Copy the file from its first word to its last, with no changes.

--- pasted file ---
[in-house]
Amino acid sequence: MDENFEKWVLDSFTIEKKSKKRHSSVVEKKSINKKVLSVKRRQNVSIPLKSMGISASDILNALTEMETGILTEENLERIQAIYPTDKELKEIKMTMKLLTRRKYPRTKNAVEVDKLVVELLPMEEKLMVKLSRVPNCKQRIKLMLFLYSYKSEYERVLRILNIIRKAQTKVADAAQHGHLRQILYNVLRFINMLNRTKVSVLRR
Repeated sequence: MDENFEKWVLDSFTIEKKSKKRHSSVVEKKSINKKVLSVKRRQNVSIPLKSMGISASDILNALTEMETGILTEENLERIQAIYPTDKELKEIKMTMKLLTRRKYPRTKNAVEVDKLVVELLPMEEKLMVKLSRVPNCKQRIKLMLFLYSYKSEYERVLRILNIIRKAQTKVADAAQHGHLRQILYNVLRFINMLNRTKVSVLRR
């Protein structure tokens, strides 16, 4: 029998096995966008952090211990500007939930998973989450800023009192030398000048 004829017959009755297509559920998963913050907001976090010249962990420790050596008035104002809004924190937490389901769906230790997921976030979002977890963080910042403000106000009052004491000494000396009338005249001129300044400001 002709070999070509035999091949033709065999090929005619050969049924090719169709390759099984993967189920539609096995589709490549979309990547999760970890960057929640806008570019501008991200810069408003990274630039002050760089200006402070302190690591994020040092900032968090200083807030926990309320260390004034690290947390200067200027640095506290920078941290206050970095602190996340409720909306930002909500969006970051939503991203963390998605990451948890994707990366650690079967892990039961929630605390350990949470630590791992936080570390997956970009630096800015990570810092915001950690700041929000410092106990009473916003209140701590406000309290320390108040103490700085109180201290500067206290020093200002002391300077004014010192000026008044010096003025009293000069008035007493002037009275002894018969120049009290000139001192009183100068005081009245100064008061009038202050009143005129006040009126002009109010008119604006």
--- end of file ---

[in-house]
Amino acid sequence: MDENFEKWVLDSFTIEKKSKKRHSSVVEKKSINKKVLSVKRRQNVSIPLKSMGISASDILNALTEMETGILTEENLERIQAIYPTDKELKEIKMTMKLLTRRKYPRTKNAVEVDKLVVELLPMEEKLMVKLSRVPNCKQRIKLMLFLYSYKSEYERVLRILNIIRKAQTKVADAAQHGHLRQILYNVLRFINMLNRTKVSVLRR
Repeated sequence: MDENFEKWVLDSFTIEKKSKKRHSSVVEKKSINKKVLSVKRRQNVSIPLKSMGISASDILNALTEMETGILTEENLERIQAIYPTDKELKEIKMTMKLLTRRKYPRTKNAVEVDKLVVELLPMEEKLMVKLSRVPNCKQRIKLMLFLYSYKSEYERVLRILNIIRKAQTKVADAAQHGHLRQILYNVLRFINMLNRTKVSVLRR
């Protein structure tokens, strides 16, 4: 029998096995966008952090211990500007939930998973989450800023009192030398000048 004829017959009755297509559920998963913050907001976090010249962990420790050596008035104002809004924190937490389901769906230790997921976030979002977890963080910042403000106000009052004491000494000396009338005249001129300044400001 002709070999070509035999091949033709065999090929005619050969049924090719169709390759099984993967189920539609096995589709490549979309990547999760970890960057929640806008570019501008991200810069408003990274630039002050760089200006402070302190690591994020040092900032968090200083807030926990309320260390004034690290947390200067200027640095506290920078941290206050970095602190996340409720909306930002909500969006970051939503991203963390998605990451948890994707990366650690079967892990039961929630605390350990949470630590791992936080570390997956970009630096800015990570810092915001950690700041929000410092106990009473916003209140701590406000309290320390108040103490700085109180201290500067206290020093200002002391300077004014010192000026008044010096003025009293000069008035007493002037009275002894018969120049009290000139001192009183100068005081009245100064008061009038202050009143005129006040009126002009109010008119604006």